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  • Atlantischer Schlammspringer im Zoo Zürich

    Atlantic mudskipper

    Periophthalmus barbarus

    Mudskippers are special in several ways: For instance, they walk ashore, they have stalked eyes and they climb up the roots of mangroves.
    For a gill breather, a walk on the beach is a particular challenge. When mudskippers go walkabout, they take some water with them in their gill pockets. This water comes into contact with atmospheric air, which enriches it with oxygen. Absorbing oxygen through the skin and oral mucous membranes supports gill breathing.
    The eyes of mudskippers stand out on top of their head. They can move independently and allow for a 360° panoramic view, which has found its way into the genus name: Periophthalamus (“Round eye”). This all-round vision remains even if the animals are submerged in shallow water. To prevent the eyes from drying out on land, the mudskipper can moisten them using a special skin flap.
    Mudskippers support themselves ashore on their highly developed, limb-like pectoral fins. Using their fins and supported by their powerful tail, they crawl ashore and can also hop to escape. With the help of their pectoral fins, they can climb higher up, into places like rocks or mangroves.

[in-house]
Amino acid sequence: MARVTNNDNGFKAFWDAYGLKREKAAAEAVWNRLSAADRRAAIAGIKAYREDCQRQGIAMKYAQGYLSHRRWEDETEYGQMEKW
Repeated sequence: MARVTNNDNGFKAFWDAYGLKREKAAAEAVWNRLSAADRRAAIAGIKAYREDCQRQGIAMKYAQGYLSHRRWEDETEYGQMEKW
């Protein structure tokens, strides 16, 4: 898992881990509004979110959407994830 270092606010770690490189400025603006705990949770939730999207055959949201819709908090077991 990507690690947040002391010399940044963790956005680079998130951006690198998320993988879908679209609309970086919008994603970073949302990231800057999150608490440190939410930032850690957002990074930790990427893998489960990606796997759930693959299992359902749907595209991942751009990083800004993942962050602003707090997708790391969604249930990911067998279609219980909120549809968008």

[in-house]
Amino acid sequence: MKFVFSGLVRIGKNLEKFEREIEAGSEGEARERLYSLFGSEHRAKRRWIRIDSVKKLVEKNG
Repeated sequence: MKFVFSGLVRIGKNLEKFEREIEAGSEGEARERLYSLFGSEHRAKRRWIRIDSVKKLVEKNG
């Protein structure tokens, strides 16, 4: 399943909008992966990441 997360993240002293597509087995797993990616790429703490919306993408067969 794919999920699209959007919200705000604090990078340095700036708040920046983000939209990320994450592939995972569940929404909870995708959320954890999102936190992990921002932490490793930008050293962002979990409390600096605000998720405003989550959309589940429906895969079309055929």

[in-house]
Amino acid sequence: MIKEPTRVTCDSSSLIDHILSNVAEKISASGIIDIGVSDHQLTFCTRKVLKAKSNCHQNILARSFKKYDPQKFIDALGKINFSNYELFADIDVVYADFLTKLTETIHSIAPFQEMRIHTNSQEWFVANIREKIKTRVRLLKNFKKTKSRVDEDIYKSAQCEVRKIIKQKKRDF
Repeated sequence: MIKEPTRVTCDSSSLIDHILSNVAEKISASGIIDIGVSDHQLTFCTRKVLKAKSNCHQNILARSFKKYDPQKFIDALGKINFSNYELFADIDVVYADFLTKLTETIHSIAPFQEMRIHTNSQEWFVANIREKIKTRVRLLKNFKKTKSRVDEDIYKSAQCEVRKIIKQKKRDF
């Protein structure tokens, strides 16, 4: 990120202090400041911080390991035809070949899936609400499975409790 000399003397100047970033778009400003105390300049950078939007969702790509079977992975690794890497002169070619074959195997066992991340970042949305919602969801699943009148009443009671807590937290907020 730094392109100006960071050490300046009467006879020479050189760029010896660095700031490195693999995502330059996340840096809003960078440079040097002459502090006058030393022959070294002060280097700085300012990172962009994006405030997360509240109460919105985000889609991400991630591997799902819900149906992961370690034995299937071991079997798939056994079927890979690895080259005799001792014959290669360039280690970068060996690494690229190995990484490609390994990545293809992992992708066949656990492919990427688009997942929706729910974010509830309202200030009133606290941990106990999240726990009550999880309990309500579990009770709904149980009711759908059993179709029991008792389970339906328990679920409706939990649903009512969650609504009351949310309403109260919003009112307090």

Closest relatives Acanthopterygians, Gobioidei, mudhoppers (18 species)
    Habitat Brackish water in muddy coastal waters and estuaries
    Behaviour diurnal, most of the time out of the water
    Diet Insects and small crabs but also vegetable material
    Body length up to 16 cm
    Spawn unknown, digs passages into the ground where they reproduce
    Breeding period unknown
    Use unknown
    Current status unknown
    At Zurich Zoo since 2016

    geographic range

    Verbreitungskarte Atlantischer Schlammspringer



    D. Fröhlich, Zürich
    S. Jufer, Hünenberg
    K. Müller, Uster
    G. Stöckli, Zug
    B. Pleban, Jona
    K. Weber, Zug
    S. Müller, St. Gallen

    Conservation status

    IUCN RedList